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The MT interview with Fred Durhal Jr.
Published: July 24, 2013
What happens if other folks are indicted and other kinds of things happening? What happens if the people get so frustrated that we end up in a civil rebellion? I’m serious. I think those things are out there, they could happen, but if you’re going to be mayor, you better come. Put on your Kevlar vest and get ready to take some hits because that’s going to happen … that’s why experience counts, because at least you’re able to see it, realize what it is, try to build a counterstrategy for it, if you can; and for those things that you can’t, just duck like hell and try and poke your head up and see if you’re still alive to try to help out.
MT: Are we in Hanoi or Detroit?
Durhal: Well, depends on where you are in Detroit. I live in the hood, OK, and I’m the state rep for the hood; so when we talk about Dexter, Joy Road and Grand River, you know, those kinds of streets in the core of the city.
I represent one of the poorest sections of town we have; one that has changed because it used to be a real good place for middle class folks. But because of what has happened — the downturn of the national economy, Michigan and its economy, and the Detroit economy as well — things have changed really greatly.
And so I think coming in as mayor, I have to look at the community at large and try to fix up some of the holes, and plug up some of the leaky spots, and come in with some new ideas about doing some things too. I’ve got some of those and I want to employ them.
MT: How do you foresee city government operating with regard to the emergency manager’s office?
Durhal: The office of the mayor is still there; it has not or cannot be abolished. The city charter cannot be abolished by the manager. But I do think there is a problem when you have to make a decision that has to be approved by somebody else. That is where some of the problem can lie.
Sharp differences can develop, but I think that if we go in on day one and we talk to the emergency manager in tones that make some sense, because I deal with Republican and Democrats all the time in the legislature, even when we’re opposed to things, or they’re opposed to things, if we can sit down and talk — I always believe talking things out can make the difference, and I believe in working and working and working at it until we can.
MT:And if not, you have the Kevlar vest.
Durhal: And if not then, yes, then you put on the vest and start ducking and diving. I mean if we’ve gotta fight, we’ll fight. I won’t hesitate to fight, but I believe if you’re going to fight, fight for a reason, fight where you can win. You can’t win every struggle. This city has a huge financial problem. It’s either going to fix it or its going to go belly up and the courts will fix it. And you don’t want the federal courts messing around with the government of the city of Detroit. I think that’s worse than the emergency manager.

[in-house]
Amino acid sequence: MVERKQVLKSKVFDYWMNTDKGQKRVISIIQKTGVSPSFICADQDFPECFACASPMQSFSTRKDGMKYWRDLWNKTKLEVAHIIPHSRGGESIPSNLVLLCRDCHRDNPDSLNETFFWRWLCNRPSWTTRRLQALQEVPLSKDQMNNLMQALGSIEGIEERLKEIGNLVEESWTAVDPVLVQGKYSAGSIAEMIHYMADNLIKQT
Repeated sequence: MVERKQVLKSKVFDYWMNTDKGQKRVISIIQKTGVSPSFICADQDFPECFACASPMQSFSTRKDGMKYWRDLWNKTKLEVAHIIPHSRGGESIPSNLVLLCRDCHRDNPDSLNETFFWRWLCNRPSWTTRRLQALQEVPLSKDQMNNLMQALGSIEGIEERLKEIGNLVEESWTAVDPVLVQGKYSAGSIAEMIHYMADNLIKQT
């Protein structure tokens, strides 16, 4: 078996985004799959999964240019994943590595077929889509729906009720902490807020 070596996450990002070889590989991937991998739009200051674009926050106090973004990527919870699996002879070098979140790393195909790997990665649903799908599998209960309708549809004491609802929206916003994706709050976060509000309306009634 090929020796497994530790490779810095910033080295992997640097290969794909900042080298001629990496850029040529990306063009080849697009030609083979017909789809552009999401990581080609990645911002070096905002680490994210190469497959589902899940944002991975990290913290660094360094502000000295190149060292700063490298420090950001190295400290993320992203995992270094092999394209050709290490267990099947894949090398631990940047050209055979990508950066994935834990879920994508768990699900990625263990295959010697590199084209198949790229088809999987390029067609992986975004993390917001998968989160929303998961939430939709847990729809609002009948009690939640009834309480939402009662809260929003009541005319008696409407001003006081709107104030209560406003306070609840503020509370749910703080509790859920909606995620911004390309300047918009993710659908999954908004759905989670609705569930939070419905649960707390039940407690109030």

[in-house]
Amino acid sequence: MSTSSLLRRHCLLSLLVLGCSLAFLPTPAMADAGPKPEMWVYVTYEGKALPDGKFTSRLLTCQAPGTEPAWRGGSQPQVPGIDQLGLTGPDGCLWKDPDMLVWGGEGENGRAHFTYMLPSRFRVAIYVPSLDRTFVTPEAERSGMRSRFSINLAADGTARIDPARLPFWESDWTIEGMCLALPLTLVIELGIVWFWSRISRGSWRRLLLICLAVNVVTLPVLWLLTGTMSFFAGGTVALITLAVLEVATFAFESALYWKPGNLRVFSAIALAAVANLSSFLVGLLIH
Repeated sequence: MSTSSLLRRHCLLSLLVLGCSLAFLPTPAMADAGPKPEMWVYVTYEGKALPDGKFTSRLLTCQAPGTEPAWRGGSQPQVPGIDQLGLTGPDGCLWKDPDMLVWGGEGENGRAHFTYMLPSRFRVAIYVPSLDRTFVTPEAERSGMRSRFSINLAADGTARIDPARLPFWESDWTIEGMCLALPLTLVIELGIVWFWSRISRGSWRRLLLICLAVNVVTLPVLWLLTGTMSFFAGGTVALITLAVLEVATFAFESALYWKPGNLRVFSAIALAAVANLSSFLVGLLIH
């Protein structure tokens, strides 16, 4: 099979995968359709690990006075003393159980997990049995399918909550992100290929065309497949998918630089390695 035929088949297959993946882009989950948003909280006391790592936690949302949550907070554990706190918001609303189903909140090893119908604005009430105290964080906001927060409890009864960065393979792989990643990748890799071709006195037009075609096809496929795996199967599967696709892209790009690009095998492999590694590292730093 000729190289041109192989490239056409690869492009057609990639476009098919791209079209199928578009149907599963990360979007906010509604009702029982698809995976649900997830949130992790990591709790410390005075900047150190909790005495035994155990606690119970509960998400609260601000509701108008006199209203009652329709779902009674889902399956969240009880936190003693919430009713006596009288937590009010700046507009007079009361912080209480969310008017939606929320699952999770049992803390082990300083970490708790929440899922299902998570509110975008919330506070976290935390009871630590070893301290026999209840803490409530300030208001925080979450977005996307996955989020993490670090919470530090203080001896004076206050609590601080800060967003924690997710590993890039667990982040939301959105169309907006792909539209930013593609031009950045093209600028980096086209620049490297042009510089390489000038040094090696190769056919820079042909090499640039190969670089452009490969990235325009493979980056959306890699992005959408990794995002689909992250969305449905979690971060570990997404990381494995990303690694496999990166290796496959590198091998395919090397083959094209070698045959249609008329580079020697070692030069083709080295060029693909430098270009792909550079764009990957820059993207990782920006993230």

My job, in terms of dealing with the emergency manager, would be to figure out how I can help bridge the gap and get us to a point where we can get him out of here after 18 months, although I believe it’ll take longer than eighteen months for him to straighten this mess out.
MT: It certainly took longer than 18 months to get into the mess.
Durhal: Oh heck yeah, you’re talking about a 60-year problem, or more years, going all the way back to Louis Miriani’s term as mayor, so we’re talking about Miriani, you’re talking about Cavanagh, you’re talking about Roman Gribbs, you’re talking about Coleman Young, you’re talking about Dennis Archer, Kwame Kilpatrick and then boom, Dave Bing and Kenny Cockrel. I mean, all of those guys.
But none of them handled this the way it should’ve been handled. Had they done that years ago, we would not be at this point today, but I also want to lay some blame of the governor of this state.
MT: The current governor?
Durhal: The current governor. Because when he came in and did away with statutory revenue sharing and combined all of that money in one pot for governments to kind of mold themselves together to try to take part of some that money — It was a bad strategy, I believe, and still is.
It’s one of the things I believe needs to go, and return these cities back to a point where they can get their tax money, because the statutory revenue sharing was devised as a way to stop each individual city, village and township from being able to create its own sales tax or whatever tax, and that the state would do all the collecting of the taxes and then share it with every municipality, based on a formula that was put together.
And that’s what the sharing part of revenue is. The problem with that is they took $179 million out of the city of Detroit’s revenue sharing package in the middle of the governmental year for the city of Detroit.
And I thought that [move] — more than anything else — led to the city to not being able to meet its obligations; then you trip the wire, which allowed public act 72, public act 4 and now public act 436 to even come about.
MT: It was the straw that broke the camel’s back.
Durhal: Yeah, I think it was the straw and one of things I was concerned about was that Dave Bing’s reaction was horrible. He’s a great basketball player, he’ll go down in the Hall of Fame and all of that and it’s a wonderful thing.
I have nothing [against] Dave Bing; he and I have been friends for more than 30 years. But here’s the point — Dave Bing had a steel company.
Here’s Fred Durhal. Do I think that I can get in there and run the damn steel company? The answer is hell no. OK? That’s my thing, and I’m smart enough to know it’s not my thing, so I’m going to leave that alone.
Just like your job, hell, you are in journalism. I am not a journalist, and I ain’t about to try and do your job, OK?
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